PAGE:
(There are no pictures yet, because the hotel Wifi is a bit slow, but I refuse to put a brake on my creative impulses.)
A cloudless blue sky, Mediterranean palm trees and a warm breeze – all that needs to be added to this list is the beach, and to the beach we go.
There’s a system to the process. Arrive before ten in the morning, because then you’ve got more chance of grabbing a nice spot not too far from the water, stay until noon and then retreat somewhere shaded or air-conditioned during the hottest hours of the day, thus preserving both yourself and your holiday state of mind.
It’s a nice morning stroll down to the promenade above the water and sand, past the Cartier boutique (and yes, I’m the person who will immediately think of Kate Middleton’s wedding tiara the moment I see that name), bright blue metal chairs that some people are quietly sitting on and others are using as props for working out, and the immediately visible enormous potted palms and flower bushes that maintenance staff are watering with a hose.
The only trick is to find a free beach. Luckily, it doesn’t take too long, but first we do pass several generously fenced off areas where the stretches of sand ahead are practically fully covered with white lounge chairs and sun umbrellas, all available for a fee. The white hotel buildings lining the Croisette behind us and the white boats (even a cruise ship or two) in the distance do immediately transport my memory right in To Catch a Thief.
A few minutes later we find our Plage Zamenhof en Regie Municipale, go down a flight of stairs and walk to the water. The almost white sand is powder fine beneath my feet and there are no downward dips like on our (still fondly remembered) beach in Lloret de Mar. Seagull and pigeon tracks are everywhere. People are relaxed, smiling and keep a respectful distance from each other. A white blanket is neatly spread out by the water, and an hour after we’ve parked ourselves at our spot, the family who owns it arrives. No one has touched their stuff. Apparently this beach at least is still a pocket of decent human behavior. There’s no litter, shouting, loud music or obsessive selfie-taking.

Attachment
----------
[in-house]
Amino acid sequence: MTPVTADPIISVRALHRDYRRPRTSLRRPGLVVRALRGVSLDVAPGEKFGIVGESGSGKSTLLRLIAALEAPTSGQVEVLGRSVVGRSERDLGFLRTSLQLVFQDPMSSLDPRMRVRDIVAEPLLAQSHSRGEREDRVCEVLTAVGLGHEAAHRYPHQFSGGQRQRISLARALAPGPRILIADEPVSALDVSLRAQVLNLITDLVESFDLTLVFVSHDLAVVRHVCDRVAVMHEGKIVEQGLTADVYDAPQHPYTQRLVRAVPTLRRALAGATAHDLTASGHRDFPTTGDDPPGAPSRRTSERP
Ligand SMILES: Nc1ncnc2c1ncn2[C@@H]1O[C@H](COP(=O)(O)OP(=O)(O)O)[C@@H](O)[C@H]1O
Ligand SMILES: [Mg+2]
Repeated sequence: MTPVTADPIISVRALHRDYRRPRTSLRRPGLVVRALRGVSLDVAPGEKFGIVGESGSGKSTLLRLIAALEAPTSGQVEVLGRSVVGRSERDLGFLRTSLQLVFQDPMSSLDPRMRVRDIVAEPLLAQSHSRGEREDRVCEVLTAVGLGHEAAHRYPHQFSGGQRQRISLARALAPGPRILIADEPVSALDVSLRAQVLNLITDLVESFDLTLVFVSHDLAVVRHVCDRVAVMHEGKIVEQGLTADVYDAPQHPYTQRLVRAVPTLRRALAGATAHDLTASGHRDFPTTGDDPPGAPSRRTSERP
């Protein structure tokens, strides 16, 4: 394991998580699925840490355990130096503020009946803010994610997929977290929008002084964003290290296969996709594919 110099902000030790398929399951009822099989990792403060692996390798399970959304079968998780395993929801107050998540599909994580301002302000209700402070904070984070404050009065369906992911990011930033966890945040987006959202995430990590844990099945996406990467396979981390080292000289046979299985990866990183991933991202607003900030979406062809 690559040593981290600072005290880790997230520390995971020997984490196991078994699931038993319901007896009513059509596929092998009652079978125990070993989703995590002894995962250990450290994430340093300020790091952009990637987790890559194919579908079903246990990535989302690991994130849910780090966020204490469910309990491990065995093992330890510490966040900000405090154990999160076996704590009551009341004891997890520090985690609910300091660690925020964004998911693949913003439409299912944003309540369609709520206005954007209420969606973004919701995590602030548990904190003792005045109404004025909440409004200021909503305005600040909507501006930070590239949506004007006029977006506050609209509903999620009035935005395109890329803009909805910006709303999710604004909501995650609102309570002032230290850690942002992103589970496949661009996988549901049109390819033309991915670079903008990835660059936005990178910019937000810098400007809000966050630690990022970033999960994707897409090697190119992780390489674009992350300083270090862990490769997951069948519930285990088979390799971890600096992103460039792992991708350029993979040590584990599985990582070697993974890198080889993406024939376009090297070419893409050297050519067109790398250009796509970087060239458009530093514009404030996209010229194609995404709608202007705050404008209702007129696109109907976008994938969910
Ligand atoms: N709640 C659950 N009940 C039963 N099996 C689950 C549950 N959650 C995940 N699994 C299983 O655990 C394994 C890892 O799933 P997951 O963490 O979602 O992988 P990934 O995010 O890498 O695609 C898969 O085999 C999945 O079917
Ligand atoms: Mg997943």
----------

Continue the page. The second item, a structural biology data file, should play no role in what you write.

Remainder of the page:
Our chosen sea-bathing location („A little sea-bathing would set me up forever“) is a cove of sorts, with the boats and ships in the distance forming a final barrier beyond the bobbing yellow buoys. The water is, of course, putting all the azur in this côte. Wading in is magical, and that indescribable blue surrounds you as you start to swim, feeling like those dreams about flying when you were making breaststroke movements through the air.
Short note. I turn my head and see an older man wading right towards me with a grin, despite the fact that the there is, literally, plenty of space all around and he doesn’t have to pursue this particular direction. So the question that keeps repeating itself the world over is why does a pot-bellied, balding man with a severe case of the moobs and a gold chain getting caught in his limp grey chest hair think he can stare at and signal to a woman like he expects her to respond?
But I simply propel myself forward with a nice kick of the legs and off I go. It gets deep fairly quickly, but the water stays calm and within seconds you notice that it’s the perfect temperature for swimming, or simply floating. Within my line of vision I can see people standing with their upper bodies out of the sea. Intrigued, I keep swimming. The water is clear enough to see to the bottom and I notice an expanse of what looks like rock underneath. I carefully reach down with my feet and touch a hard, slippery surface. That’s enough for one try and I swim back.
Next time I bring along my swimming shoes, something I’ve never worn before. It’s a little strange at first, feeling the water seeping in and still being able to swim, but once I get to the rock, I stand and can indeed find stable footing. Surprise, one part is rock, and despite the footwear, the slippery part is still slippery. The other part bends in as I step on it, feeling like some kind of rubber platform. It turns out we can swim over this underwater floor, as it’s still a safe distance away from our knees, but beyond that the occasional waves coming from the boats are more noticeable.
The beach showers are very bracing, but I seem to be toughening up on my second and third session – no squealing. „The cold never bothered me anyway.“ The water is also very clean, so whatever stamina might have gotten sucked out of me during the last few months in the (home) city, I will hopefully get some of it back here. Of course it helps to run back into the warm sunlight after the aforementioned shower.
Time to go. Not only is it quite hot, we’re also out of baguette. Cannes not have that.
2 thoughts on “Cannes Swim”
Pingback: Nice to Meet You | Writsomnia
Pingback: I Cannes Make It Here | Writsomnia